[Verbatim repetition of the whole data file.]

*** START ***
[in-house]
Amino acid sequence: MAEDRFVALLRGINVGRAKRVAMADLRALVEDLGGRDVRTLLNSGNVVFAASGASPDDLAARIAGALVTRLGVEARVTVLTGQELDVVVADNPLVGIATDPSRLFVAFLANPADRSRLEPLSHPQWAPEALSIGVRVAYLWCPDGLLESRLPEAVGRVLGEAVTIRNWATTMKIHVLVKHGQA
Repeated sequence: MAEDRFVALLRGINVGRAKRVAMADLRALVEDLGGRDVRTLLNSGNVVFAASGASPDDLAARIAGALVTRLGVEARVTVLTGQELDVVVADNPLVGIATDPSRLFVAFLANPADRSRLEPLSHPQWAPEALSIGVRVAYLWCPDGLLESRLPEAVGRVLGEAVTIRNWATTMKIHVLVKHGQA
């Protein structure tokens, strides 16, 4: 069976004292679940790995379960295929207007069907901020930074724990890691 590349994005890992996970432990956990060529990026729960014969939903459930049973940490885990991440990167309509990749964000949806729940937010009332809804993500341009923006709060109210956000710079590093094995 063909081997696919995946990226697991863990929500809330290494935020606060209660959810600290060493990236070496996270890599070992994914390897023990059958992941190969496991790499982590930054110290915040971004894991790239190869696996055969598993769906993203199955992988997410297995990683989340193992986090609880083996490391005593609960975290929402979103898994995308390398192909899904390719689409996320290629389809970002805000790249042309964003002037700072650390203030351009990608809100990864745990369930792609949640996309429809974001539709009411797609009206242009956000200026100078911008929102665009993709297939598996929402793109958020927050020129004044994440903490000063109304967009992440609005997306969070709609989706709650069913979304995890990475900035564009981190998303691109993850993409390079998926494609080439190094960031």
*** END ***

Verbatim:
[in-house]
Amino acid sequence: MAEDRFVALLRGINVGRAKRVAMADLRALVEDLGGRDVRTLLNSGNVVFAASGASPDDLAARIAGALVTRLGVEARVTVLTGQELDVVVADNPLVGIATDPSRLFVAFLANPADRSRLEPLSHPQWAPEALSIGVRVAYLWCPDGLLESRLPEAVGRVLGEAVTIRNWATTMKIHVLVKHGQA
Repeated sequence: MAEDRFVALLRGINVGRAKRVAMADLRALVEDLGGRDVRTLLNSGNVVFAASGASPDDLAARIAGALVTRLGVEARVTVLTGQELDVVVADNPLVGIATDPSRLFVAFLANPADRSRLEPLSHPQWAPEALSIGVRVAYLWCPDGLLESRLPEAVGRVLGEAVTIRNWATTMKIHVLVKHGQA
């Protein structure tokens, strides 16, 4: 069976004292679940790995379960295929207007069907901020930074724990890691 590349994005890992996970432990956990060529990026729960014969939903459930049973940490885990991440990167309509990749964000949806729940937010009332809804993500341009923006709060109210956000710079590093094995 063909081997696919995946990226697991863990929500809330290494935020606060209660959810600290060493990236070496996270890599070992994914390897023990059958992941190969496991790499982590930054110290915040971004894991790239190869696996055969598993769906993203199955992988997410297995990683989340193992986090609880083996490391005593609960975290929402979103898994995308390398192909899904390719689409996320290629389809970002805000790249042309964003002037700072650390203030351009990608809100990864745990369930792609949640996309429809974001539709009411797609009206242009956000200026100078911008929102665009993709297939598996929402793109958020927050020129004044994440903490000063109304967009992440609005997306969070709609989706709650069913979304995890990475900035564009981190998303691109993850993409390079998926494609080439190094960031």